When looking for a new home, the terminology used to describes properties can be overwhelming. While some terms like “condo” and “single family” are fairly self-explanatory, others like “bungalow” and “mid-century” can leave a lot of room for interpretation. We’re here to shine a light on what the most common property style terms actually mean.
Florida’s favorite style of home is the ranch. In fact, it’s the most popular style across the country for homes built between 1950 and 1979. A ranch style house is identified as a one level floor plan. Often it is sprawling with just as many rooms as you would find in a two-story house. In Florida, many of these house also feature large windows, sliding doors, and outdoor living areas such as lanais and pools.
Another popular style of home in Florida is the bungalow. These homes were often built at the beginning of the 20th century. Traditionally they are rectangular and often narrow with two to three bedrooms, a living area, and a kitchen. The feature a gabled roof and covered front entry or porch. Many homes incorporate brick or stone in the front exterior in addition to wood frames and siding.
Split Level Style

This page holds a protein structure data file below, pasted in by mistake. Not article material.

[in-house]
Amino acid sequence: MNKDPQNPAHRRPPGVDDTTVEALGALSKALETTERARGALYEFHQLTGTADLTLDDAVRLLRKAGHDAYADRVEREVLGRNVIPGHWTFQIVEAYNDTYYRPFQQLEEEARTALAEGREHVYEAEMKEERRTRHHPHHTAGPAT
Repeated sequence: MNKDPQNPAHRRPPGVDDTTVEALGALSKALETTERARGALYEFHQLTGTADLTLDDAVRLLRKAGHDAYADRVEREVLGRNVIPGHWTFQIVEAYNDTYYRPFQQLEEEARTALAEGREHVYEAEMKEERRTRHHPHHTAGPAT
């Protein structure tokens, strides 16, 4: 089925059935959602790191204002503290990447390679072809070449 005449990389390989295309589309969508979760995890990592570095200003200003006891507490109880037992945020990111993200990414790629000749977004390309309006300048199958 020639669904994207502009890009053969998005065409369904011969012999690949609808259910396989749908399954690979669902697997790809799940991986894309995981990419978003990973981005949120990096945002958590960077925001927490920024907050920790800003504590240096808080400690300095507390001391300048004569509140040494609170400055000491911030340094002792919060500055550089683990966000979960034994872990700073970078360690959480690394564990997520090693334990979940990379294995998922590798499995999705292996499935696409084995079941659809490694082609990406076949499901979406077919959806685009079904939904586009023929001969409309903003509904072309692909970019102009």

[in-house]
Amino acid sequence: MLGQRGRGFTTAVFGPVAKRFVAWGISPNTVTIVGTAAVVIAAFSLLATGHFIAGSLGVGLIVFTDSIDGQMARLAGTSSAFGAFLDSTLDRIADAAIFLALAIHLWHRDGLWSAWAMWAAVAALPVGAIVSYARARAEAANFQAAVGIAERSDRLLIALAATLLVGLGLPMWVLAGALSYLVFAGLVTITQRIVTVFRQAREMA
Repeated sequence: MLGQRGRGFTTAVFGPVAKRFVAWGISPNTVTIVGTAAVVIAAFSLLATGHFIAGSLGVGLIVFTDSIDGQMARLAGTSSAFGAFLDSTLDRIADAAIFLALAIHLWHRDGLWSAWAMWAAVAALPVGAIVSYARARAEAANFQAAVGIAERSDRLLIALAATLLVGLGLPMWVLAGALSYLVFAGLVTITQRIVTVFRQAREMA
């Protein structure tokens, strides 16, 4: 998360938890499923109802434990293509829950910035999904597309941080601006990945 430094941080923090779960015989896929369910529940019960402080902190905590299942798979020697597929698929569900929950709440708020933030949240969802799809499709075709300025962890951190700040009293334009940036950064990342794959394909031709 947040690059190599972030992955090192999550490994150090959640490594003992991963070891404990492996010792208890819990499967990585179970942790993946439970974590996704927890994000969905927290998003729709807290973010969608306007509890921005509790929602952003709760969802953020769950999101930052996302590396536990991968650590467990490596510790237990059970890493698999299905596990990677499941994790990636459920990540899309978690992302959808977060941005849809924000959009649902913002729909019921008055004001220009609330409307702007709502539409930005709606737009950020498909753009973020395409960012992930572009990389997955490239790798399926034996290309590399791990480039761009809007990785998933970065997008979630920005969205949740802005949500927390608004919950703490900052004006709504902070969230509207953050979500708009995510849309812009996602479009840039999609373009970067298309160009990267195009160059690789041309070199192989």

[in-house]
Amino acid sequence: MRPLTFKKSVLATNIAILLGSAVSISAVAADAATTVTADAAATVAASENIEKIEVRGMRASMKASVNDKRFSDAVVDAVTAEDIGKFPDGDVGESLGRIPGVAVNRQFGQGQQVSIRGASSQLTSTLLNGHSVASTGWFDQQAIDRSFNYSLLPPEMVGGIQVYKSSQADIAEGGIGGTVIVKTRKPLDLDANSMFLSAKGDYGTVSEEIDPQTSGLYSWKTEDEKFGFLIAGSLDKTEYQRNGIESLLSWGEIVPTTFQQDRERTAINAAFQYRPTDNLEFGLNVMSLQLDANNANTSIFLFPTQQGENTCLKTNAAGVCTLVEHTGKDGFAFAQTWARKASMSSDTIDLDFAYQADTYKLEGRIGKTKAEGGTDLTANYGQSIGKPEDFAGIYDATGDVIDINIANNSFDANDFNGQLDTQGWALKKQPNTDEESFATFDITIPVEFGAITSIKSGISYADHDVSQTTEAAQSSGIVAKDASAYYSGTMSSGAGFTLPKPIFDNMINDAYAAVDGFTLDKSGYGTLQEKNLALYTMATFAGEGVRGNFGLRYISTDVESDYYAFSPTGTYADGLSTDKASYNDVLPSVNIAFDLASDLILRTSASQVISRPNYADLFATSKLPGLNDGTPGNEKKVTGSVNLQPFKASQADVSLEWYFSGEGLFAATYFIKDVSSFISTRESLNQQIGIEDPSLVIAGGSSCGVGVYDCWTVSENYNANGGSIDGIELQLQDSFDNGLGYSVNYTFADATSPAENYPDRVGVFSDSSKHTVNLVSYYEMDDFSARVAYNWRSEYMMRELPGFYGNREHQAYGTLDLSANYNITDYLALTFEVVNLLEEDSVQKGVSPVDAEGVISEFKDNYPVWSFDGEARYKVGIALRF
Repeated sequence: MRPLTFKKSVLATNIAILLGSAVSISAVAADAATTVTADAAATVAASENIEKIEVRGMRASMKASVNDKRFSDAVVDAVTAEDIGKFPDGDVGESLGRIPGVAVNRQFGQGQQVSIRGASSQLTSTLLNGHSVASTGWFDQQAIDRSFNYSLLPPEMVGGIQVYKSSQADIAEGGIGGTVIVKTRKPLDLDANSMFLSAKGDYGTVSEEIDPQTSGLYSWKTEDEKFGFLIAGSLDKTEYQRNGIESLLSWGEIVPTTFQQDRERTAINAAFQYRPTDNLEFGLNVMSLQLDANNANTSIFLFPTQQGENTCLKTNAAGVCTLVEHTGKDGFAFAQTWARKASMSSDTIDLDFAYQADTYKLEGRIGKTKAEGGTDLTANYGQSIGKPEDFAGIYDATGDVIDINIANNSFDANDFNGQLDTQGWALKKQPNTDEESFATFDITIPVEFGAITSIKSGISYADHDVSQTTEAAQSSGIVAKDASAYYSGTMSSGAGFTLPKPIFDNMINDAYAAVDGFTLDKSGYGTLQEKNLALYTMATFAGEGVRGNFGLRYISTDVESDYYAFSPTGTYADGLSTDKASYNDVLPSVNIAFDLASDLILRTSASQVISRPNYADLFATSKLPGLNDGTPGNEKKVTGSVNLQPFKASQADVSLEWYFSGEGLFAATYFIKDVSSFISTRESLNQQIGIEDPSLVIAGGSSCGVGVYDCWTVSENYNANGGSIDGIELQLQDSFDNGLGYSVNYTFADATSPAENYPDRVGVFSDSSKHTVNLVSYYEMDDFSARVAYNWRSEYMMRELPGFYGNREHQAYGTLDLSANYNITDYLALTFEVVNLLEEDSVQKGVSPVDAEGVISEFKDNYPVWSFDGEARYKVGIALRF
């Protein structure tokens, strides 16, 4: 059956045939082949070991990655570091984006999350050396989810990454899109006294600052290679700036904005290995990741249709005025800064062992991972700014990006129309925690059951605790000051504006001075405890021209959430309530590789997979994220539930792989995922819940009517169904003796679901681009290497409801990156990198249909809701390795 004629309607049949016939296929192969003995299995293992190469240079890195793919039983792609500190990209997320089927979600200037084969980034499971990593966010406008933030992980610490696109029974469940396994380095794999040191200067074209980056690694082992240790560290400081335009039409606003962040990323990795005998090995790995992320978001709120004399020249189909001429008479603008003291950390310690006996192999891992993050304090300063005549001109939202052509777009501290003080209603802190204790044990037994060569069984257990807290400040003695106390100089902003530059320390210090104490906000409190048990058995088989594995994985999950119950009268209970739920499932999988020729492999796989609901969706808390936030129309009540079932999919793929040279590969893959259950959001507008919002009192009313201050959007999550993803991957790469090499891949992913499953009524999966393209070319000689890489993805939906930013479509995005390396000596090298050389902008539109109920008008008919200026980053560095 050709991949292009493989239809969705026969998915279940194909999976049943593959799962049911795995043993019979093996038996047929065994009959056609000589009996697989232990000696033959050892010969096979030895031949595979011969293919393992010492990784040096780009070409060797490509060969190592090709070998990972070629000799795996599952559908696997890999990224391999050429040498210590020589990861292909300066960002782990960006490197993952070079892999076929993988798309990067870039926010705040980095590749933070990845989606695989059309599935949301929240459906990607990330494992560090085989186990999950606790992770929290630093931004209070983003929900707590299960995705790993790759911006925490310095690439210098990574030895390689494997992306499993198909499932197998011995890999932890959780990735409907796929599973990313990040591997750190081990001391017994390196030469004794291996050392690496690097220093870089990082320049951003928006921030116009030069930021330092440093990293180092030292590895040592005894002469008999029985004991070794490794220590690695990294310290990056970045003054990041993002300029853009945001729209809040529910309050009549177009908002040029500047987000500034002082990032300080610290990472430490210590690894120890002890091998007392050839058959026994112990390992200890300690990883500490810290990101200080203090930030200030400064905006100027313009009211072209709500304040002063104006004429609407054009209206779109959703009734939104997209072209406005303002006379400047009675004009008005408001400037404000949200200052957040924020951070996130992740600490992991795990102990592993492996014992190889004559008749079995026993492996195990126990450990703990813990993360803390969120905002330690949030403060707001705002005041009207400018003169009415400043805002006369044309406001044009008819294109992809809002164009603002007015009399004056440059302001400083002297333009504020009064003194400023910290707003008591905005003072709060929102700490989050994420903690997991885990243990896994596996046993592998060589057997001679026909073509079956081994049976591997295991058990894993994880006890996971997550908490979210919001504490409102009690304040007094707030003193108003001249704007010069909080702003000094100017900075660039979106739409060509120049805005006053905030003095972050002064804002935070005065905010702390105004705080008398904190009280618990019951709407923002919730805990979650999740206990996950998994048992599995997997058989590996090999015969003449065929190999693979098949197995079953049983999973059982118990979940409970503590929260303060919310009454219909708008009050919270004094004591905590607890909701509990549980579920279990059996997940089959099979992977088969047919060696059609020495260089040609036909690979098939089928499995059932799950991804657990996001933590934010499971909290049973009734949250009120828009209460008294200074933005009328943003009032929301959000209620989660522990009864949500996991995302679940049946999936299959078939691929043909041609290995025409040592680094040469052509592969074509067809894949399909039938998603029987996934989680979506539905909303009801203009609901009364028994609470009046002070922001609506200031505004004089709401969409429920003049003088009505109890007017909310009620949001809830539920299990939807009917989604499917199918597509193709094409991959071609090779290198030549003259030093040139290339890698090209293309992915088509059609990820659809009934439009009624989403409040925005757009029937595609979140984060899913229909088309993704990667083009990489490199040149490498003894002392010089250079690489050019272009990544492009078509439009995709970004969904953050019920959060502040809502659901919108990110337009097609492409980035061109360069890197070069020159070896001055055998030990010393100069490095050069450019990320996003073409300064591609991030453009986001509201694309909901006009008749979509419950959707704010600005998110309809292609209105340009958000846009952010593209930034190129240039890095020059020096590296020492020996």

Similar to the Ranch Style, the split level is typically one and a half story floor plan. The idea of the split level design was to segregate social areas from sleeping areas. Often, the bedrooms and bathrooms will be towards the back of the house and/or over the garage area while the living and dining areas are in the front of the home.
Spanish / Mediterranean Style
Another popular trend in home styles in the Florida region is the Spanish or Mediterranean Style. This design features stucco exterior walls, tiled roofs, arches inside and outside, wrought iron work, decorative tile, and earth color palettes. This style can be applied to both one and two story homes.
Lacking another term, this style of home is often associated with new construction from the 1990’s through today. The primary identifier of this type of house is it’s shear size. Often these types of home borrow from other styles including Regency, Shingle, and Spanish to create a complex structure that includes multiple entrances, multiple garages, and multiple exterior elements. Inside the home bedrooms are large and many feature an open floor plan with a focus on the kitchen and living area.